Over the past three years, Cecilia Vicuña has gained sudden and impressive international recognition, culminating with the Golden Lion for Lifetime Achievement at the 59th Venice Biennale International Art Exhibition this spring.
The seeds of Vicuña’s multifaceted artistic personality emerged in the 1960s, when she was still based in Chile. There she began to write poetry in conjunction with painting, drawing, sculpture, textile work and performance. Weaving together autobiography, the recovery of ancient indigenous knowledge and a strong political conviction, her work has always anticipated current discussions of feminism and ecological thought.
A group of drawings from his Palabrarmas series, begun in the 1970s, was recently acquired by MoMA and is currently on display at Gallery 205: A turn inwardas well as other examples of Latin American works that approach heritage as a source of future-oriented inspiration.
Palabrarmas offers an entangled connection between words and images, synthesizing the emancipatory ideas of Vicuña. The title of the series is an artist’s invention of a coat rack that combines the words in Spanish palaver (word) and weapons (weapons). Military dictatorships gripped Latin America as Vicuña produced this series, and she imagined that these nonviolent language tools could combat the brutality of this era. The poetic proposal of the artist “words as weapons” remains relevant today, offering a language of collective renewal that seems more necessary than ever.
In the following story, Vicuña shares the almost magical story of this work, as well as its multiple references and resonances.
—Inés Katzenstein, Director of the Patricia Phelps de Cisneros Research Institute for the Study of Latin American Art and Curator of Latin American Art
Words contain a picture and that is what keeps a word going.
If we could change our destructive habits and start loving the earth again, everything would change so quickly.
People often ask me if I have a favorite drawing. It is true and false at the same time. I like, for example, a drawing that says in Spanish Siembra, which can be interpreted as an injunction or as a plea. It means “plant” or “plant please”. But if you open it and see it from the point of view of the word itself, that is, from a palabrarma point of view, it means if hembra. Yes, woman. Yes, to the female.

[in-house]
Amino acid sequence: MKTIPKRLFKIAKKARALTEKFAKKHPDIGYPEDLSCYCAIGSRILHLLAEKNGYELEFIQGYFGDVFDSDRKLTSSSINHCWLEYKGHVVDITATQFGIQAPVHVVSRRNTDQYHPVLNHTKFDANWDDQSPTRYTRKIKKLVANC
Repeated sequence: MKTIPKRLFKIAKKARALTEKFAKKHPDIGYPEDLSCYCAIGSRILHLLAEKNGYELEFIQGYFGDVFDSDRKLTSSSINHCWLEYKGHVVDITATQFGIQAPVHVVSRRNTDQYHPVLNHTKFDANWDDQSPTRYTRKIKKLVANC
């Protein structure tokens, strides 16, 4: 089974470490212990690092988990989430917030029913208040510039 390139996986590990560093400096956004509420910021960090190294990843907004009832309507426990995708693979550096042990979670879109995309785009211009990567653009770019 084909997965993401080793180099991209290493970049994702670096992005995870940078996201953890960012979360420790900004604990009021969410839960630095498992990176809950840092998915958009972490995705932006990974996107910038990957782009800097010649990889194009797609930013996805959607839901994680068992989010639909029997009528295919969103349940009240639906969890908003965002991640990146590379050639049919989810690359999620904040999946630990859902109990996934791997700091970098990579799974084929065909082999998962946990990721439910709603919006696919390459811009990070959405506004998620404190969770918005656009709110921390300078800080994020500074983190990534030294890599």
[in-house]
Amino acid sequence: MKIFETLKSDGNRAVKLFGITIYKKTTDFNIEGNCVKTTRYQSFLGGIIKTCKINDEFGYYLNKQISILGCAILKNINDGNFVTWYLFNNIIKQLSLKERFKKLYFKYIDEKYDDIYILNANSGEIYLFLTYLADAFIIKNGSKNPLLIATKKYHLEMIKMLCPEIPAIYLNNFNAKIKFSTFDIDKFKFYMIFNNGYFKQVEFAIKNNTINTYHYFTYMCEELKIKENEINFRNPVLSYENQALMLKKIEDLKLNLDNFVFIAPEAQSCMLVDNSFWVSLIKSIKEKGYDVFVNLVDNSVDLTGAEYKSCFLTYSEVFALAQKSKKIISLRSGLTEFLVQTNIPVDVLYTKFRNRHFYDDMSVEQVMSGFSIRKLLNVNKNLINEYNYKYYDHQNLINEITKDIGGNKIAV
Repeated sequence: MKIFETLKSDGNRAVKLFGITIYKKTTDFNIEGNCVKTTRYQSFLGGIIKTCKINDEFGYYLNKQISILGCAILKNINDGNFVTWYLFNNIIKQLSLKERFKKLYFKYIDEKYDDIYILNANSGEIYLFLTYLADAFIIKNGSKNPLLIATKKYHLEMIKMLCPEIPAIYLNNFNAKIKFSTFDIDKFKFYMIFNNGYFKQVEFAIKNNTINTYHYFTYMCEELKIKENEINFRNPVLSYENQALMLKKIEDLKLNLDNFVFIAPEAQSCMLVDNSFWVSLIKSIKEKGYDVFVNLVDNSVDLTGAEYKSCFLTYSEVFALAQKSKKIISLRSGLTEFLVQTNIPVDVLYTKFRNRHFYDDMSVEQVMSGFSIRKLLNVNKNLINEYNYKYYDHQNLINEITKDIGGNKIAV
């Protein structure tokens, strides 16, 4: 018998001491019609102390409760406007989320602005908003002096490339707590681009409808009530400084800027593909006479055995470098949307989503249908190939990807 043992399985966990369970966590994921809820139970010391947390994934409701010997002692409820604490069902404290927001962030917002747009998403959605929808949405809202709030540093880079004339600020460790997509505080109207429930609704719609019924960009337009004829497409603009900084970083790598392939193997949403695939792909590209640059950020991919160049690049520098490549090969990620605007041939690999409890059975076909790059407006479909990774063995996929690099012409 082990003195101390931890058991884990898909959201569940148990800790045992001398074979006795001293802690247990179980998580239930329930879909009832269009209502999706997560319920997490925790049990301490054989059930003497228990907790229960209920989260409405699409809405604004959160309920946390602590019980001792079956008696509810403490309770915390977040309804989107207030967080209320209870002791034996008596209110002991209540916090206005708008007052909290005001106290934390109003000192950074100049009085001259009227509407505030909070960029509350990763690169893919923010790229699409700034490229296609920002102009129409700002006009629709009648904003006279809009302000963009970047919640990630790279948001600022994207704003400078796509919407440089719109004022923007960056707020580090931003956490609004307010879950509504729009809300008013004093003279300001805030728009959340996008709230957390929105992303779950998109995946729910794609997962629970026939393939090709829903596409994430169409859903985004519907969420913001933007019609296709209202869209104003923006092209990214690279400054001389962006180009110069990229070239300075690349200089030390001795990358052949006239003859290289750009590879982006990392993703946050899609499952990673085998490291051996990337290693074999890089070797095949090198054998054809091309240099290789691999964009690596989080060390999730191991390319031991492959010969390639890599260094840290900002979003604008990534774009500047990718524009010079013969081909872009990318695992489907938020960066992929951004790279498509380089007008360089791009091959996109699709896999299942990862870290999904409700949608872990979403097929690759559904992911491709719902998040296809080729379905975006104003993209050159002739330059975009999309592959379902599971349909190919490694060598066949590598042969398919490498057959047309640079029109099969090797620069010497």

So to plant is to say yes to femininity, to the feminine, to the vital force of this land which has always been perceived as the mother of life by ancient indigenous cultures around the world. And as you know, now we are losing land. The ground is so devoid of life that we will soon be hungry. The soil is dying and the only thing that could bring the soil back to life could be to say yes to the femininity of the soil, to love the soil and the soil itself.
Cecilia Vicuna. Siembra: decirle sí a la hembra (To sow is yes for the woman) from the AMAzone Palabrarmas series. 1978
When I first came and crossed the Amazon by land and boat, I felt it was the most beautiful and majestic place on the planet. And now billions and billions of dollars by corporations and banks are investing in destroying this incredible life force and truly condemning the earth to no longer being worthy of humans. Because if the forest disappears, the humidity and humidity disappear. There will be infinite drought, infinite lack of fertility, of fecundity.
Before the arrival of Europeans, the Amazon had this extraordinary intelligent civilization that had created a kind of soil that regenerates its own fertility. The forest itself was created as a garden, as a magnificent participation and collaboration between our species and many other species over millennia. It took thousands and thousands of years for this forest to be created, and now in just a few decades we are destroying it.
I’m very happy that this work comes into this exhibition, for people to think about how we are all complicit and part of this destruction, and how, if we could change our destructive ways and start loving the earth again, everything would change so fast.
So whatever is happening in the inner vision of this girl in 1977 is still very relevant, the need to see and to give sight, the need to create the culture of solidarity, the need to see planting as an act of love. All of these things are even more urgent today than they were in the 1970s.